Taping philosophy: Taping doesn’t enhance your horse’s abilities; it allows your horse to be more comfortable at the level of riding he’s designed to perform, and it’ll help improve his physical stamina. “Taping lifts the skin and helps feed the area increasing circulation and improving oxygen flow, while helping remove edema and lymph,” Ruder explains.
“Taping works, depending on how you apply it,” Gordon shares. “If you want to decrease swelling, you’ll apply it differently than if you want to support a joint or muscle. The tape also allows full range of motion because of its stretch,” she says.

How it works: “It’s all about application; coat length doesn’t really matter. Before you apply any tape, clean the area and make sure the hair lies flat,” Ruder shares. “Depending on what part of your horse you’re taping, you can leave tape on for several days, but length of time doesn’t necessarily mean better results,” he says. “The tape won’t have the same amount of recoil in a day or two that it did when you first applied it, so it isn’t as effective as times goes on.”

What to avoid: “The tape won’t adhere well when there’s dust, debris, and oil on the hair,” he shares. “Make sure you clean the area you’re applying tape to, and use a dish soap to clean oily spots and break up the grease before you tape anything.” Pay careful attention to keeping the taped area clean. “If debris or foreign matter gets under the tape, it can be irritating and can possibly cause sores.” To avoid this, Ruder recommends applying a polo wrap or support wrap over the tape to protect the application when possible.

Equine tape is stickier than regular kinesiology tape, so it will stay on your horse for a few days, even during riding sessions.

“Don’t tape over open wounds, because you don’t want the adhesive on broken skin, potentially causing irritation to your horse,” Gordon adds. “However, you can put gauze over the wound before you tape it. Avoid taping over an active infection, like cellulitis, because you don’t want to increase circulation and possibly have the infection spread.”

Practitioner advice: “Look for a professional equine practitioner who’s been trained and certified to tape your horse,” Ruder explains. “We train practitioners such as equine veterinarians, chiropractors, massage therapists, and acupuncturists who are looking to expand their toolbox of offerings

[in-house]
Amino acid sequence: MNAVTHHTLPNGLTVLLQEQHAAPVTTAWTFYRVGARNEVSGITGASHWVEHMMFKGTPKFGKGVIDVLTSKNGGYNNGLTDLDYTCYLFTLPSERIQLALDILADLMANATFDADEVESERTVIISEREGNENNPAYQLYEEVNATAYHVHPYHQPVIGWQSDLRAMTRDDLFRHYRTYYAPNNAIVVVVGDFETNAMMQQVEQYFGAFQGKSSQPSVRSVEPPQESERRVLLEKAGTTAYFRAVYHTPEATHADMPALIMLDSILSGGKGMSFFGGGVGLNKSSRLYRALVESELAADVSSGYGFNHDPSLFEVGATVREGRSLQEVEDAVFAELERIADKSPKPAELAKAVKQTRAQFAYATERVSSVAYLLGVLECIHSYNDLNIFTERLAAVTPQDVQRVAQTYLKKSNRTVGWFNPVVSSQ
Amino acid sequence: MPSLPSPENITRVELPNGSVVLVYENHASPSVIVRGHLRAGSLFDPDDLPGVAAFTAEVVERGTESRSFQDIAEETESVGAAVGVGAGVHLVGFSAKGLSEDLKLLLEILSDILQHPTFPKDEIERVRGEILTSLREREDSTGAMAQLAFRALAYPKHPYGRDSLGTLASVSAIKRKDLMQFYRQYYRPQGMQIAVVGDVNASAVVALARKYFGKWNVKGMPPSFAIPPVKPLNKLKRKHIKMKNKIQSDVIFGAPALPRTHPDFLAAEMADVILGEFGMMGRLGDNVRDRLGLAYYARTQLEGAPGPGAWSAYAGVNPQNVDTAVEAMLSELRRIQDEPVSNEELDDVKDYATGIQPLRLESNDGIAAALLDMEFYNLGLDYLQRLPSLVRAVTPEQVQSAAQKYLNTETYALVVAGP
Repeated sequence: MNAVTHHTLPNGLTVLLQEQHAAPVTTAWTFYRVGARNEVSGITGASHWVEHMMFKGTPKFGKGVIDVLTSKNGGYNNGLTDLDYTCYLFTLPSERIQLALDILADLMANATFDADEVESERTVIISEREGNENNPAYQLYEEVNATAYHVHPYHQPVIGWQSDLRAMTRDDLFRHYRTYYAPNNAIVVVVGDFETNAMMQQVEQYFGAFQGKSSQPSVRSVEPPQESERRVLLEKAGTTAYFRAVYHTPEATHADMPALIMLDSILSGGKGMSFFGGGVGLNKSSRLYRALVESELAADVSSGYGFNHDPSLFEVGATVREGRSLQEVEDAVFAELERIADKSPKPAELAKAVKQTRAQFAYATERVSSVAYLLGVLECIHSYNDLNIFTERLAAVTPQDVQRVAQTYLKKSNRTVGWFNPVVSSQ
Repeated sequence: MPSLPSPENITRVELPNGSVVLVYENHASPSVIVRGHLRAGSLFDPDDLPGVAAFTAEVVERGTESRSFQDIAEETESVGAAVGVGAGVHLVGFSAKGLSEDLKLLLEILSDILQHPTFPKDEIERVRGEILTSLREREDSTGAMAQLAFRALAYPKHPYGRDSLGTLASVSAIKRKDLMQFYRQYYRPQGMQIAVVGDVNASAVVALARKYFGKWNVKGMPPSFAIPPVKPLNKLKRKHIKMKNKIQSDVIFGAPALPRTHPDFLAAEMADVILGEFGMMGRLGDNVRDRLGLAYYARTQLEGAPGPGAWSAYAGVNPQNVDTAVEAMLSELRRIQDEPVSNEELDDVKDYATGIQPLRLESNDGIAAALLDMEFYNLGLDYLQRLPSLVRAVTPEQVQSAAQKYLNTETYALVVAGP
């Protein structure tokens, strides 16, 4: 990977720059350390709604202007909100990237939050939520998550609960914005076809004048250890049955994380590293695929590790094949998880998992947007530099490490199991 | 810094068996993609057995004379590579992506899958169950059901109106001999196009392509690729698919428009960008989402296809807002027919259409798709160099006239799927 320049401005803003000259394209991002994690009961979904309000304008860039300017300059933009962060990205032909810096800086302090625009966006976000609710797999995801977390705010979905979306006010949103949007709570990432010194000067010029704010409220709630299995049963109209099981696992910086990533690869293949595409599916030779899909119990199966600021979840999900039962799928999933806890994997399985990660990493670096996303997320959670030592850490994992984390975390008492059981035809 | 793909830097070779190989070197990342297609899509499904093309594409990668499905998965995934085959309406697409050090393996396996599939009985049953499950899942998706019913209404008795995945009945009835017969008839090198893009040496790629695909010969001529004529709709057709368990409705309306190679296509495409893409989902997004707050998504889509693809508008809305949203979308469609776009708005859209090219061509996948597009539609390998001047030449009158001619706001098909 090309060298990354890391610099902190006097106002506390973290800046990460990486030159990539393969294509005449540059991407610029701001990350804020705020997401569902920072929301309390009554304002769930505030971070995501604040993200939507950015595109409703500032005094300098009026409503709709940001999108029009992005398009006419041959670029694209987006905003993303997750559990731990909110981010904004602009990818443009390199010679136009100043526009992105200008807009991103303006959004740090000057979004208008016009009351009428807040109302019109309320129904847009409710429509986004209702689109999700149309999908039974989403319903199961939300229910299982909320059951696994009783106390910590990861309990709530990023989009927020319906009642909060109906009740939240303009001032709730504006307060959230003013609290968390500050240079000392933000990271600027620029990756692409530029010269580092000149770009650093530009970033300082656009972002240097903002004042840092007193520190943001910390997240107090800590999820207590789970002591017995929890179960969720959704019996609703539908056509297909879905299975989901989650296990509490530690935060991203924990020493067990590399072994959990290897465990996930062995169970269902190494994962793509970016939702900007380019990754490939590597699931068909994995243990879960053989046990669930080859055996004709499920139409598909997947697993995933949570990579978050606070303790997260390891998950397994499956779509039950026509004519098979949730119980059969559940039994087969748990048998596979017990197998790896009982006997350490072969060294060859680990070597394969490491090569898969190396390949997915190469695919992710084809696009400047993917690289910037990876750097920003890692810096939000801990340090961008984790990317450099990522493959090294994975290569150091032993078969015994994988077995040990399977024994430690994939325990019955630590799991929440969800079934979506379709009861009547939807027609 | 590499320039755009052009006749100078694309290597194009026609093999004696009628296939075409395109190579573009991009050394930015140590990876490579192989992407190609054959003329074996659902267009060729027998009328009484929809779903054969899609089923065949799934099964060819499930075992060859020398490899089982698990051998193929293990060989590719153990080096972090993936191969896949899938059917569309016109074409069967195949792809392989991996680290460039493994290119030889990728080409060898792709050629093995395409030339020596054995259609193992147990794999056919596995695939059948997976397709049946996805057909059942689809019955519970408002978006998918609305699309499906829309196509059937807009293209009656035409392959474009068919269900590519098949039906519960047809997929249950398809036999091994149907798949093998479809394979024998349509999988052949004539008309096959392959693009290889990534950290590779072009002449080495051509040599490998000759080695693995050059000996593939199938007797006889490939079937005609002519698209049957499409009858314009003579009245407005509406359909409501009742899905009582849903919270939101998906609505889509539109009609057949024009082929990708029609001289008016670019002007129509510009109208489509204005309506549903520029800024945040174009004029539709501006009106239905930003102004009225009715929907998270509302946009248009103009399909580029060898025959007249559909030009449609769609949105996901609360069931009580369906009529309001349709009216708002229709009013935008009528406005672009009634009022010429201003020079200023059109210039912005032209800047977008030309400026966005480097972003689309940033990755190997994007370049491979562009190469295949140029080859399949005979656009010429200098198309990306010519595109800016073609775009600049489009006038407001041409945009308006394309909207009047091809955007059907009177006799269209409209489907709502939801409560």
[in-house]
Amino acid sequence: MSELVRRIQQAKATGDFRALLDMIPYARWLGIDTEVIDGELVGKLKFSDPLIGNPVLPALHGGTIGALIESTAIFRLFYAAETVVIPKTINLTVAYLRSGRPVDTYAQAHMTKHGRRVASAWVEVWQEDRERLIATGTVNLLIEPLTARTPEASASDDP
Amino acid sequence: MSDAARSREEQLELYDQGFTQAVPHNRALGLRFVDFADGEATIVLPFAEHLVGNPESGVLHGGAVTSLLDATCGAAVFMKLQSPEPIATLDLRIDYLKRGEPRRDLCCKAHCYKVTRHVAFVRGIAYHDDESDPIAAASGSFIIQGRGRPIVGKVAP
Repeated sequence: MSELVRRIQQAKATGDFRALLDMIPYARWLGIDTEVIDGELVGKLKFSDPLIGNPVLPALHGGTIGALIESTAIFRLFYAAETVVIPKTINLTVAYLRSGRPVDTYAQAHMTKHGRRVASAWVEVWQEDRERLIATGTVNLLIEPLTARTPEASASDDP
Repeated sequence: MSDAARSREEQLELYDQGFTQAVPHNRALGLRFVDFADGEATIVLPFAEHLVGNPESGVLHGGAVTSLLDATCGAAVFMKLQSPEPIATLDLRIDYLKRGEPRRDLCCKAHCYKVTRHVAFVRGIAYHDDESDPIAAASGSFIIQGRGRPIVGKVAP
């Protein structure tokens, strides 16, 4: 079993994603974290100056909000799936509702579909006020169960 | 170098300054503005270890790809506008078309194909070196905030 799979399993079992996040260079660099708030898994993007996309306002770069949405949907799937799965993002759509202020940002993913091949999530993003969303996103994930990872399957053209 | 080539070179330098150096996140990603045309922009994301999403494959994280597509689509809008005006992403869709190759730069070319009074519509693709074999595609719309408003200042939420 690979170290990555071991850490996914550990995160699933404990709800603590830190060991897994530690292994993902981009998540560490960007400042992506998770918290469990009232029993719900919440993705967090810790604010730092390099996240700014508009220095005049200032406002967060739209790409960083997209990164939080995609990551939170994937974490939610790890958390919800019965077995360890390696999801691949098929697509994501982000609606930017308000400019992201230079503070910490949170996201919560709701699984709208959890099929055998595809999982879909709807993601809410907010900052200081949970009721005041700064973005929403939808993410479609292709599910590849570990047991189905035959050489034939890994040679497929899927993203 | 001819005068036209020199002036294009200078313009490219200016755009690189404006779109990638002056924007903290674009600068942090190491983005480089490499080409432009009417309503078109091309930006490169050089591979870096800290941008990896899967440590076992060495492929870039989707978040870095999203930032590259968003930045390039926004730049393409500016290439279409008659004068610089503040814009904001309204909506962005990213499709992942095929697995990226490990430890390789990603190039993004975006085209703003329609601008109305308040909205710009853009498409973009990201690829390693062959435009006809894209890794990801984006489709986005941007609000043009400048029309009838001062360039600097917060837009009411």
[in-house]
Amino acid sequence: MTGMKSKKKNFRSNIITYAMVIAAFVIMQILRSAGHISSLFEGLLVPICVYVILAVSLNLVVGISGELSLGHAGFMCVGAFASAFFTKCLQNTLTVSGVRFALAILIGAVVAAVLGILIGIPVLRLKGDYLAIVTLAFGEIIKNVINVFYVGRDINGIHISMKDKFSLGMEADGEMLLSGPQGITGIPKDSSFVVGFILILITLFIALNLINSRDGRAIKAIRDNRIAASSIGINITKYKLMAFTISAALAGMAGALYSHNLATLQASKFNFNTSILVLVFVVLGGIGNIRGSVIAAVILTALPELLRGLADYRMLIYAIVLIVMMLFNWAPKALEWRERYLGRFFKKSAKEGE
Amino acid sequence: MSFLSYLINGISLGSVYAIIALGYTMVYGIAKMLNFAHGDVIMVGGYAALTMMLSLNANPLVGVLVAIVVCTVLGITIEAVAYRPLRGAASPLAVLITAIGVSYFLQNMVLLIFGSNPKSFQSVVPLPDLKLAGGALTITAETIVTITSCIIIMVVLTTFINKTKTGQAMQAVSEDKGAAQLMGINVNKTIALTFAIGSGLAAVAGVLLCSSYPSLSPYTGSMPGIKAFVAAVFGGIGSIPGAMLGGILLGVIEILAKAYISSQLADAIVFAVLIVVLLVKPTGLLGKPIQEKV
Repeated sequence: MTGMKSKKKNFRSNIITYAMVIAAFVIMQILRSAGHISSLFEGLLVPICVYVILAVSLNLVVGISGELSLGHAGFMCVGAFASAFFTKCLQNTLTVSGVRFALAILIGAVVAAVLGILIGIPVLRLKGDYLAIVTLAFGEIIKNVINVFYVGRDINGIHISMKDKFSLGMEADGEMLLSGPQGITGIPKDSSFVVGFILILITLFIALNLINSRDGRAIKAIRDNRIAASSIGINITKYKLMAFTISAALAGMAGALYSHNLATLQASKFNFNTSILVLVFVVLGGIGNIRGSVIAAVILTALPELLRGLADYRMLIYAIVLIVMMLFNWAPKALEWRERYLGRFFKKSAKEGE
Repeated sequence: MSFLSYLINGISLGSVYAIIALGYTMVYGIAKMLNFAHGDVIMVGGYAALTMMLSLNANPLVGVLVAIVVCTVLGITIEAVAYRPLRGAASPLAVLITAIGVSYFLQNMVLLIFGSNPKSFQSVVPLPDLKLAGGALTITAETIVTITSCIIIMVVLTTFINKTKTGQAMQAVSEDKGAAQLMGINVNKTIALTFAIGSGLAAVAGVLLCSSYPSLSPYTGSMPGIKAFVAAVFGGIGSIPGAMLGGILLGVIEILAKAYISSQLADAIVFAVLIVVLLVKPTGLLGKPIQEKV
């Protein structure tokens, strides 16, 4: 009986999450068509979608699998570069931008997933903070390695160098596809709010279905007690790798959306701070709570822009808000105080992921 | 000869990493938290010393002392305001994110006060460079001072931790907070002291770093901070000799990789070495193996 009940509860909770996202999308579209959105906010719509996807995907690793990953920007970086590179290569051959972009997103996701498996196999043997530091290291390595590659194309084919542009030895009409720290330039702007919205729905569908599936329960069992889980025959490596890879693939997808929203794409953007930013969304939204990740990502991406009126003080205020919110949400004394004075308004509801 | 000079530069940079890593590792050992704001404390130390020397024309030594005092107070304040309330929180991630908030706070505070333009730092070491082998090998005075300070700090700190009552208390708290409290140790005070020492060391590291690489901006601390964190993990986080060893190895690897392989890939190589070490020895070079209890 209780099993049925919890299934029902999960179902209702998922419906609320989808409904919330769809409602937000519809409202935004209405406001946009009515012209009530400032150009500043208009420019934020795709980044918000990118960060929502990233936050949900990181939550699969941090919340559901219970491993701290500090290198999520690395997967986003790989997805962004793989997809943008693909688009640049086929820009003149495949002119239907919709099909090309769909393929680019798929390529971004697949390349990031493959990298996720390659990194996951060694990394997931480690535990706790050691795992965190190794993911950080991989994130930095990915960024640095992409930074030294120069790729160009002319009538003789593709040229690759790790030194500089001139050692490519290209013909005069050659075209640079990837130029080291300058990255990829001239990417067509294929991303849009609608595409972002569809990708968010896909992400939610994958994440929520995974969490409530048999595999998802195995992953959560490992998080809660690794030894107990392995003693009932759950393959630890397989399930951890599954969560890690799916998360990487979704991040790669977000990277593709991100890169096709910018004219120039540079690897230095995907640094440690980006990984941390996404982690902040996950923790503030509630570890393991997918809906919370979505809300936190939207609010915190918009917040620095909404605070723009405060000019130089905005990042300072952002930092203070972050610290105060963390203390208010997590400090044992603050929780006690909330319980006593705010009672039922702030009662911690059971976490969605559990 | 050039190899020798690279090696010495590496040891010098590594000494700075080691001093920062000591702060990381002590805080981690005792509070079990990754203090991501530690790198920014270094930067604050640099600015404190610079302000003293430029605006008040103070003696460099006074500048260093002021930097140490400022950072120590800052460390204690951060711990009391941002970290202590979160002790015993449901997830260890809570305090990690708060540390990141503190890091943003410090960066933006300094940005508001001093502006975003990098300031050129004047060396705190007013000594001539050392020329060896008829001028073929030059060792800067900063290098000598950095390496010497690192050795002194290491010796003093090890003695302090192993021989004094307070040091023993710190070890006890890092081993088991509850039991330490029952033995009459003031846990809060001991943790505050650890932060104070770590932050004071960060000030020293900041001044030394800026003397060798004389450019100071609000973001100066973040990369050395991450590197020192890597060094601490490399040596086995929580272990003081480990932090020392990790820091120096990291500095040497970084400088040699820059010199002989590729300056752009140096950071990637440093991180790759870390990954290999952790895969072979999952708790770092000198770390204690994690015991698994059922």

to customers.”

Expert Insight #3
Linda Delker, project manager for Kinesiotaping (kinesiotaping.com).

When you apply the tape to your horse it lifts the skin, which helps increase circulation and improve oxygen flow.

Taping philosophy: “Taping works naturally with the body,” Delker says. “By putting tape on your horse’s hair, you’re actually simulating the hair follicle—which originates in the second layer of skin—lifting it up, and bringing blood flow to areas to help with pain or stress. It’s an alternative if you want to support your horse naturally. Taping gives him support and pain relief. It’s also a great way to bond with and care for your horse.”

How it works: While tape made for humans can work on your horse, the equine tape is designed to work directly with the horse’s hair. “The equine version of this tape is stickier than tape designed for humans,” Delker says. “You can leave the tape on for days; you can even bathe your horse with it on.” However, Delker recommends that if you encounter tape that doesn’t remove easily, it’s best to let the skin and hair rest before you re-tape the area to avoid any irritation.

What to avoid: “Don’t use any type of oils, liniments, or fly spray before you apply tape, because it won’t stick properly,” she says. Also, don’t wrap the tape all the way around the leg. “There should always be a gap between the two ends of tape to avoid cutting off your horse’s circulation.”

Practitioner advice: “If you’re looking to work on a high-level problem with your horse, look for someone who’s completed training from a taping company,” she shares. “And the practitioner should have extensive knowledge in the equine anatomy and physiology.”